Families ask if laws will hurt services offered for disabled
By Barbara Arntsen
Published in News on May 26, 2005 1:45 PM
Relatives of developmentally disabled people crowded the Eastpointe conference room Wednesday trying to find out if the new state mental health laws would help or hinder their loved ones.
James Hinnant has a developmentally disabled brother and said he was suspicious of the new laws.
"Watch these people," he warned the others. "People are looking to line their own pockets, and make money for personal gain."
Eastpointe is the organization that provides public services for people with mental health problems, substance abuse problems and developmental disabilities in Wayne, Duplin, Sampson and Lenoir counties.
Under the new laws, Eastpointe will no longer be a service provider, but will be placed in an oversight role as a "local management entity."
Disabled and mentally ill people will have to depend on community-based resources and less on institutionalized care. State law requires the local agencies to stop providing direct services by 2007.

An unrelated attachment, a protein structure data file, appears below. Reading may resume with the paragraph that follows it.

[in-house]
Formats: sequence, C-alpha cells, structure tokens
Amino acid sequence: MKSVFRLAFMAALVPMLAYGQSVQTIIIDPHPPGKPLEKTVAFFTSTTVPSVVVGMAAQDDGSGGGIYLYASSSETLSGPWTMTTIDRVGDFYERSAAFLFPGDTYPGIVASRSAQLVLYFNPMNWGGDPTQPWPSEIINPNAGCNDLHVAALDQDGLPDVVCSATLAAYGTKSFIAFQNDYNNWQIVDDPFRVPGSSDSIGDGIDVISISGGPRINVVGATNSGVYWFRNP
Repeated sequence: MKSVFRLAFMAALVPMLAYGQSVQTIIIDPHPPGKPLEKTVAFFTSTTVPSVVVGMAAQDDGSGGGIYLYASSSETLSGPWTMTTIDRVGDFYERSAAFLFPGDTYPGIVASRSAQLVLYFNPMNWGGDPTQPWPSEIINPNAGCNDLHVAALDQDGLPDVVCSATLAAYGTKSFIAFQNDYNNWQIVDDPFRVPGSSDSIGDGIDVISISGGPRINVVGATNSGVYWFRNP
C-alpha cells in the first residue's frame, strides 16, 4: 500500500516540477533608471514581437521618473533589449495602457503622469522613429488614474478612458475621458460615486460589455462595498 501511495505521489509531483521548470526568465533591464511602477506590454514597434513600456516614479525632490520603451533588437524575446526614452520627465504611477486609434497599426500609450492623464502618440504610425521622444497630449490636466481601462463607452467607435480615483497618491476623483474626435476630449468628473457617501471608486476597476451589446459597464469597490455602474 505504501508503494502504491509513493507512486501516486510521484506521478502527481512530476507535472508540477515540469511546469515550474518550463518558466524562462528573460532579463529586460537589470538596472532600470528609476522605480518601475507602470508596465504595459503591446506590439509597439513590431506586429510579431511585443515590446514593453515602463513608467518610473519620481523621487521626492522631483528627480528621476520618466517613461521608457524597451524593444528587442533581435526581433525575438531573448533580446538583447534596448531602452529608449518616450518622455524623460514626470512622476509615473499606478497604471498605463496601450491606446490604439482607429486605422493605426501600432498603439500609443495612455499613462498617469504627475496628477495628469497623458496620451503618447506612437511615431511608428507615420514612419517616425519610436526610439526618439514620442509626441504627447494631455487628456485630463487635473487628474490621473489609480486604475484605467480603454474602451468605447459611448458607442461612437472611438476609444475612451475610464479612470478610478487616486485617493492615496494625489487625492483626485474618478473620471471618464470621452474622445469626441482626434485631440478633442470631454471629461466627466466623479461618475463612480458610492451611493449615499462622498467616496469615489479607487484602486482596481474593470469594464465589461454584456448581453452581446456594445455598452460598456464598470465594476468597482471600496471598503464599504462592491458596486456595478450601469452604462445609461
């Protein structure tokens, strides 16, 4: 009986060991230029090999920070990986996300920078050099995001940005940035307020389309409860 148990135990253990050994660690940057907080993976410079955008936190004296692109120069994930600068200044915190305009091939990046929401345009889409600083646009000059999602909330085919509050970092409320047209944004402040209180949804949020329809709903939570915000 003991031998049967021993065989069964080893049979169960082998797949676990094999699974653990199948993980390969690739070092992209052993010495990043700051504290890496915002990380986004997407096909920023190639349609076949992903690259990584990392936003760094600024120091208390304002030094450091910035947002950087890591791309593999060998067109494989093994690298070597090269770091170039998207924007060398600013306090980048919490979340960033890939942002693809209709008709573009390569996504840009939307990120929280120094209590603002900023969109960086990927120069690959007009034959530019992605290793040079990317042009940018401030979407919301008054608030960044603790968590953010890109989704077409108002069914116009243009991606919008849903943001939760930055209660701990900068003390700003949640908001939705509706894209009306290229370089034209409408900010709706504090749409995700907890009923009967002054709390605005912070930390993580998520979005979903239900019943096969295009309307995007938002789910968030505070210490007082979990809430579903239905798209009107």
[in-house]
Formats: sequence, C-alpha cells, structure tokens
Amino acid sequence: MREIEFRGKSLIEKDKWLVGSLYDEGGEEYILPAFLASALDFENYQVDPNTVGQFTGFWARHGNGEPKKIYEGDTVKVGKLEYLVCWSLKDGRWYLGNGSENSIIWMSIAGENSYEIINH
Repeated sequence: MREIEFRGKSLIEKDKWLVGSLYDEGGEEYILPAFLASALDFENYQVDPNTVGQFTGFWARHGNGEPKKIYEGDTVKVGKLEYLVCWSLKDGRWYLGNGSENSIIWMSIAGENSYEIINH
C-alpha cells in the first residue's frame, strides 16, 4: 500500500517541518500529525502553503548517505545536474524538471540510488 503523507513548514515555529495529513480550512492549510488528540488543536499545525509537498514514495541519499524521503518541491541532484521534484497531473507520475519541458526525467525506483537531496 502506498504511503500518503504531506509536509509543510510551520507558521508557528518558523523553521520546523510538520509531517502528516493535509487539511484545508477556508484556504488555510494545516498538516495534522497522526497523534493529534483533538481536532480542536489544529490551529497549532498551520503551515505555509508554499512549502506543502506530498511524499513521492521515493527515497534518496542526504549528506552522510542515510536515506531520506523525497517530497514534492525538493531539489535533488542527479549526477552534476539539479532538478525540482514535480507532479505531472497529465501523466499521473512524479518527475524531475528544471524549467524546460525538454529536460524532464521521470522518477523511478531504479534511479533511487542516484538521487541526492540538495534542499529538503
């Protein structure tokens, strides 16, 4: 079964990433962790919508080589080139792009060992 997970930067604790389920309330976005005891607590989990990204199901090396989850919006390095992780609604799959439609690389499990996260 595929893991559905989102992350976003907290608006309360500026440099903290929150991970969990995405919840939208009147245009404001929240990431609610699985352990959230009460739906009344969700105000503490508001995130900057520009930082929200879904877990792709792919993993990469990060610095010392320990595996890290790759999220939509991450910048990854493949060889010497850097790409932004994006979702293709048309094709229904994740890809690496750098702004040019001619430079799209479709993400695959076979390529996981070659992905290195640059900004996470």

Dr. Jack St. Clair, director of Eastpointe, said that he thought the conversion to private contracts could provide better services for consumers.
"Historically we couldn't provide a full array of services, such as an adult day care," he said. "A lot of consumers getting older and don't need to work, but still need a place to socialize."
St. Clair said that a lot of young developmentally disabled people graduating high school had no place to go, and that the private providers might be able to fill this gap too.
Eastpointe has no direct control over the laws passed in Raleigh, he said, but they will select the private providers.
There are two local organizations that have expressed interest in taking over the vocational rehabilitation programs, and each should be submitting a proposal soon.
The services should be contracted out by fall, he said.
St. Clair said Eastpointe would monitor the providers, and the places would still have to meet state guidelines.
"We're not going away. We'll just be wearing a different hat," he said.
Kris Brewer, a parent of a disabled child, urged other parents to stay involved in the process.
"Whatever providers we have, we'll still need the backing of parents and guardians," Ms. Brewer said. "These are your children. You also need to monitor the process."
Hinnant said families will have to fight to keep control over the programs.
"Our loved ones can't express themselves, and that's why they need us," he said.
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